After years of administrative turmoil at the New Haven Fire Department, the Board of Alders unanimously approved a contract extension through June 2018.

Although the union ratified the contract last month, the full Board of Alders waited until their meeting last night to deliberate on the proposal. The approved contract is marked by consensus on the weighting of the oral and written portions of promotion exams — a dispute that had blocked hiring at the department for six years — as well as on a new health insurance plan for the fire union. The oral section of the exam will be weighted at 65 percent on the exams, whereas previously it was weighted at 40 percent.

The solution to the long-running dispute over the test weighting will allow for increased hiring at the fire department, said Ward 18 Alder Alphonse Paolillo, Jr.

“Settling the exam weights for both the lieutenant and captain’s exams — that’s positive for the department,” said Paolillo. “And that’s positive for the city, since the department has not hired in quite a long time.”

Paolillo added that about 15 cadets had graduated from the academy earlier in the day. City officials said they hope that, once the pace of hiring picks up at the department, overtime costs will begin to go down. At a projected $8.5 million this year, overtime costs are running far ahead of the $3.9 million budgeted.

The fire department plans on graduating 86 cadets from its academy in the near future.

The Finance Committee of the Board of Alders had discussed the contract at their meeting on Oct. 30. At that meeting, those in attendance said there was an evident sense that the contract represented a new era for the fire department and its relations with the city.

Negotiations over the health insurance plan for the fire union had proved contentious, especially over the issue of summary plan descriptions — legal documents that describe coverage obligations under the health insurance plans, said Joseph Fields, an attorney for the fire union at the Finance Committee meeting last week.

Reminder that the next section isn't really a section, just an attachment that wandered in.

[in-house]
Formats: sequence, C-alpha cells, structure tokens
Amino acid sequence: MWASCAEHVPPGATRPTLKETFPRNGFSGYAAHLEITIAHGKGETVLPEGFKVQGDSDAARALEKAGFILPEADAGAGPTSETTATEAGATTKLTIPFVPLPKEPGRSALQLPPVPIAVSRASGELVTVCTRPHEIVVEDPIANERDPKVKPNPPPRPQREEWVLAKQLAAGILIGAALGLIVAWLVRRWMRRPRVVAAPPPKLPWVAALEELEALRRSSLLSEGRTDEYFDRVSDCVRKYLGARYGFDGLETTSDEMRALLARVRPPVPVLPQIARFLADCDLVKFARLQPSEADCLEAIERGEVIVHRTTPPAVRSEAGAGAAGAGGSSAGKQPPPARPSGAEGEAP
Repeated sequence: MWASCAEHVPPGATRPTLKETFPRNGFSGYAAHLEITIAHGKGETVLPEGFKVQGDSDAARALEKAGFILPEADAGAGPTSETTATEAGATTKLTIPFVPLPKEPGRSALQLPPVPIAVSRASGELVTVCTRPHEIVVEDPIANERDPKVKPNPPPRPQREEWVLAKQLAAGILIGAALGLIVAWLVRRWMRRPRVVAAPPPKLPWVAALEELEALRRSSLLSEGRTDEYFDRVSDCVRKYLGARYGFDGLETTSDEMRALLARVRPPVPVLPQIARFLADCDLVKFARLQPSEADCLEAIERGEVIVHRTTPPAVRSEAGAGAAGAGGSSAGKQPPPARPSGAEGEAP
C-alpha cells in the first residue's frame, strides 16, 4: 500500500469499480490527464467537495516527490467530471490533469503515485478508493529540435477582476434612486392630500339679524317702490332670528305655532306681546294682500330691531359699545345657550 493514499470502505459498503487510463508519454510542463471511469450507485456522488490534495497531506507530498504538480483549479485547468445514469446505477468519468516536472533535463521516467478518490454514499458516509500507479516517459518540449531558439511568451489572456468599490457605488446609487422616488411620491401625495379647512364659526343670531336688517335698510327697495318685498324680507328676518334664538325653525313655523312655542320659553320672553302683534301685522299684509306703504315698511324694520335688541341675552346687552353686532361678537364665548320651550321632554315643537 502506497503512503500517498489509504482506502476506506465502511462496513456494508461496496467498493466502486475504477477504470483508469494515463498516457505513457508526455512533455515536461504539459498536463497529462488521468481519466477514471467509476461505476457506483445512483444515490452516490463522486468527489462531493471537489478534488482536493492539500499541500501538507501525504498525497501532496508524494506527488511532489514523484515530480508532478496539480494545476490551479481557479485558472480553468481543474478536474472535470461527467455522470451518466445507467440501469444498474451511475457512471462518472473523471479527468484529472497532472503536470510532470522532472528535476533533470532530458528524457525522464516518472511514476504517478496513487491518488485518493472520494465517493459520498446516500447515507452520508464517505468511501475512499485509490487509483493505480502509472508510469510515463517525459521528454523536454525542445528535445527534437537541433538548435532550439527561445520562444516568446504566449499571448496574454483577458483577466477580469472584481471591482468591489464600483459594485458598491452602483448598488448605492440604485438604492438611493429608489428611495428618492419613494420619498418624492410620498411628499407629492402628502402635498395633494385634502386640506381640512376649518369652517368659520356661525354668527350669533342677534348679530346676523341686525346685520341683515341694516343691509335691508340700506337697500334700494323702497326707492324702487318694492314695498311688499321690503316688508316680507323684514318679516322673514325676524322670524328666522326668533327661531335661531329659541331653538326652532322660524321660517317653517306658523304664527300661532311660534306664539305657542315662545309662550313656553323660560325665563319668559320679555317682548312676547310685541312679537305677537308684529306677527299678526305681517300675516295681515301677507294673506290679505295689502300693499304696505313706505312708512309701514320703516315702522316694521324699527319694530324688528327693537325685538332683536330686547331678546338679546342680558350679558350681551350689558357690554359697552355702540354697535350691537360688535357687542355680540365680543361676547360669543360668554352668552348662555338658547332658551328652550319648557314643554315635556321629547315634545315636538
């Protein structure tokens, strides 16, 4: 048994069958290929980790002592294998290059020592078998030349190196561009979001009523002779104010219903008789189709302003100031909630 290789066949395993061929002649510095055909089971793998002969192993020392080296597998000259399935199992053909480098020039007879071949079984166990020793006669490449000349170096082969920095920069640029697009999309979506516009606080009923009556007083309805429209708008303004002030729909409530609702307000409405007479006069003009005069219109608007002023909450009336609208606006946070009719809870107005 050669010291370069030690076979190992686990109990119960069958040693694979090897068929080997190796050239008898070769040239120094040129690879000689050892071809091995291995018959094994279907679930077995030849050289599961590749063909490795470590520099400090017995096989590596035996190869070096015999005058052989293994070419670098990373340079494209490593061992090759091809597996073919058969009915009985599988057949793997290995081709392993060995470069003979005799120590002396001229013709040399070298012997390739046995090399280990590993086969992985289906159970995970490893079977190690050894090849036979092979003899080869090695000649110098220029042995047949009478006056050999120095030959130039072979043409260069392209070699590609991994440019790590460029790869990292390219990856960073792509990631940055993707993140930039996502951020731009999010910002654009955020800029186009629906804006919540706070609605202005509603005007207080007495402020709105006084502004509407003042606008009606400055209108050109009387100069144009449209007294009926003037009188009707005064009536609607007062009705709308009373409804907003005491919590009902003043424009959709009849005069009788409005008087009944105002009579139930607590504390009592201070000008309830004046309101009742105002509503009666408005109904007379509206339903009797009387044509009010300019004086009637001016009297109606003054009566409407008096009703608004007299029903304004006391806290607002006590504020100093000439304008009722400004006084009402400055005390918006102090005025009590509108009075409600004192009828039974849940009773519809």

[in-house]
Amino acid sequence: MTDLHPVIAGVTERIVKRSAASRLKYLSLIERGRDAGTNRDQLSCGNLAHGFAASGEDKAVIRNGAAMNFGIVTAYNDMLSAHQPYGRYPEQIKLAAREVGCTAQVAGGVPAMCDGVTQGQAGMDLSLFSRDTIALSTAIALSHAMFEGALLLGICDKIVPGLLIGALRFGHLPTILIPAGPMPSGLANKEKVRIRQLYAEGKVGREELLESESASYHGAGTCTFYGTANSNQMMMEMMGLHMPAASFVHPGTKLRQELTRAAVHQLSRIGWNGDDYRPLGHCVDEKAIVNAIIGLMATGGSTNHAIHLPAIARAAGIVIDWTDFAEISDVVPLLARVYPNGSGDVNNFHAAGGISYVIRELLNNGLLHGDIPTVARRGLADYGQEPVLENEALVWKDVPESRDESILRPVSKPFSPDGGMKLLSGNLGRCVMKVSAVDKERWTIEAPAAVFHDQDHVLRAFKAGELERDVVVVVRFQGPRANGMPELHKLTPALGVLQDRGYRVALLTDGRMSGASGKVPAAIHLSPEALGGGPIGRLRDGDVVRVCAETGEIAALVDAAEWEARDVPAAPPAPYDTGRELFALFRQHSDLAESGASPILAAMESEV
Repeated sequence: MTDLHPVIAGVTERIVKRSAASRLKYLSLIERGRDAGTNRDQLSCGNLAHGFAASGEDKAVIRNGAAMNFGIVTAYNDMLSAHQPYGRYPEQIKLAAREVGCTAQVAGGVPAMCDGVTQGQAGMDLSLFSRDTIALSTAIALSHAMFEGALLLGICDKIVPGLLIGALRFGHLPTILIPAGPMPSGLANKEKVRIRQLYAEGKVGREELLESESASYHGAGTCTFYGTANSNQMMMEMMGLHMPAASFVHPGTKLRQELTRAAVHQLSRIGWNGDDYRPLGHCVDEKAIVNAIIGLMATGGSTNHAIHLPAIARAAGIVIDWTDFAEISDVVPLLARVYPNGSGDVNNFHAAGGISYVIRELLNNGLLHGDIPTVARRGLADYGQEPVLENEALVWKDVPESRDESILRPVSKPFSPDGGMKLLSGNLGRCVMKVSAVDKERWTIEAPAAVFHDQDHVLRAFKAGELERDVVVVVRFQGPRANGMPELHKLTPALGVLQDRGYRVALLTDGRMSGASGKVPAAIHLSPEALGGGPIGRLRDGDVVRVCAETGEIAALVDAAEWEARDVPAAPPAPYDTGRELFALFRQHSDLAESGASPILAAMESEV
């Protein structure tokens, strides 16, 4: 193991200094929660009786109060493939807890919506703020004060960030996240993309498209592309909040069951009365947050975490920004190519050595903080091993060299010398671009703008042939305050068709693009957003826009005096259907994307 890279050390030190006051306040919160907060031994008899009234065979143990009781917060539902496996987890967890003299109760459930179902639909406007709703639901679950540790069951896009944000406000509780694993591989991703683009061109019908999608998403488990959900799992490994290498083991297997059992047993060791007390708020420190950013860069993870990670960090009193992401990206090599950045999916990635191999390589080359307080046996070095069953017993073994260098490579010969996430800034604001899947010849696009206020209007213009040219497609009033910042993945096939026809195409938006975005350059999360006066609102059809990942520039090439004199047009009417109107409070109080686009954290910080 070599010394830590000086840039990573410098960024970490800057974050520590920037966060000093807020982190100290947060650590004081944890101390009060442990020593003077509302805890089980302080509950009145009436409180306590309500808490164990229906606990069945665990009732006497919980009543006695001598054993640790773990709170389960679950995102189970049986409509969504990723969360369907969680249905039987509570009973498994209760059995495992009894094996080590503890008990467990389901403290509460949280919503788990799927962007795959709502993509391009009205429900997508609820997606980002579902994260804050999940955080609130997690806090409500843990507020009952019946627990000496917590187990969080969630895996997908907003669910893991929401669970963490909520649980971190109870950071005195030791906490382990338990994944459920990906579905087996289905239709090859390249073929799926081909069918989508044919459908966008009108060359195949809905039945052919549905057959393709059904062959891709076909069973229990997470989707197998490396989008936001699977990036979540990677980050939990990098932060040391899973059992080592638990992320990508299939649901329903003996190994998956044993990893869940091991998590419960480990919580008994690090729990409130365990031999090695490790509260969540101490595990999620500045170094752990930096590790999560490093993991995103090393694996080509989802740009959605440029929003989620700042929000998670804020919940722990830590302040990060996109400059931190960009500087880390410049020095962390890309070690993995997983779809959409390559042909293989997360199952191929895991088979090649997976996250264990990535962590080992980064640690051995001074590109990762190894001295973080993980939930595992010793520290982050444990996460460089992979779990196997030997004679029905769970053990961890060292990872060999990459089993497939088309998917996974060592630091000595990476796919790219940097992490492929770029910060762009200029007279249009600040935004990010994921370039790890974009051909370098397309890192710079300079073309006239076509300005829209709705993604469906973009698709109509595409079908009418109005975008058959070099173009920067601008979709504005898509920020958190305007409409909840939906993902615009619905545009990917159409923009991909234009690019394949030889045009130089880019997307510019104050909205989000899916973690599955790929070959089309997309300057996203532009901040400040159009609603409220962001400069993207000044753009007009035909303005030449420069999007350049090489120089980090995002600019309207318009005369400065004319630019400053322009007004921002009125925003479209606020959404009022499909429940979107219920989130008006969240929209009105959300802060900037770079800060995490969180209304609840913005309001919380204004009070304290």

Under the previous contracts, New Haven had not provided SPDs to firefighters. Additionally, the city had struck out some clauses from health insurance plans. Fields said that this sort of action was unprecedented.

“Lack of forthrightness has occurred in New Haven with regard to the collective bargaining here,” Fields said. “What’s being done here isn’t correct — it needs to be fixed.”

Marcus Paca, the labor relations director, confirmed that the city does not currently provide firefighters with SPDs.

Fields said that New Haven’s failure to provide SPDs was not the product of a mistake in the system. Rather, it was a deliberate act, he said.

“I believe there was a conscious decision on the part of a previous labor relations director not to give out the document,” Fields said. “And the way I know is that he told me.”

Ward 5 Alder and Board President Jorge Perez brought the dispute to an end by declaring that the city would correct past mistakes and agree to provide the firefighters with static SPDs under the new contract.

The motion the Board approved last night reflected Perez’s promise the week before.

“The union agrees not to challenge former SPDs [under the new contract],” Paolillo said. “The city agrees to work with the union on current SPDs.”

New Haven has ten fire stations across the city.